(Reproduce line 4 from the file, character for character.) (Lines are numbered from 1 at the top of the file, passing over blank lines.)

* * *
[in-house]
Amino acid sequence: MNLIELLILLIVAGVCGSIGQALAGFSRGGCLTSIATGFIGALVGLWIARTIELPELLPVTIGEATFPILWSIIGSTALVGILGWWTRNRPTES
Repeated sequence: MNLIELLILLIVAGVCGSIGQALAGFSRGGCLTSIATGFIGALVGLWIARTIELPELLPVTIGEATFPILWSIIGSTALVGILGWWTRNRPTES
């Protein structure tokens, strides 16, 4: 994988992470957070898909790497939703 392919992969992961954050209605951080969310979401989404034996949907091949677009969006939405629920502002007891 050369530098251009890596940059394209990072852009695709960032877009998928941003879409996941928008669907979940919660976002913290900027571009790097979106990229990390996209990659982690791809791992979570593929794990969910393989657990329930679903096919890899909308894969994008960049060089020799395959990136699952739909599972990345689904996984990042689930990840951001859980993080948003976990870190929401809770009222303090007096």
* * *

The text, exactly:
């Protein structure tokens, strides 16, 4: 994988992470957070898909790497939703 392919992969992961954050209605951080969310979401989404034996949907091949677009969006939405629920502002007891 050369530098251009890596940059394209990072852009695709960032877009998928941003879409996941928008669907979940919660976002913290900027571009790097979106990229990390996209990659982690791809791992979570593929794990969910393989657990329930679903096919890899909308894969994008960049060089020799395959990136699952739909599972990345689904996984990042689930990840951001859980993080948003976990870190929401809770009222303090007096």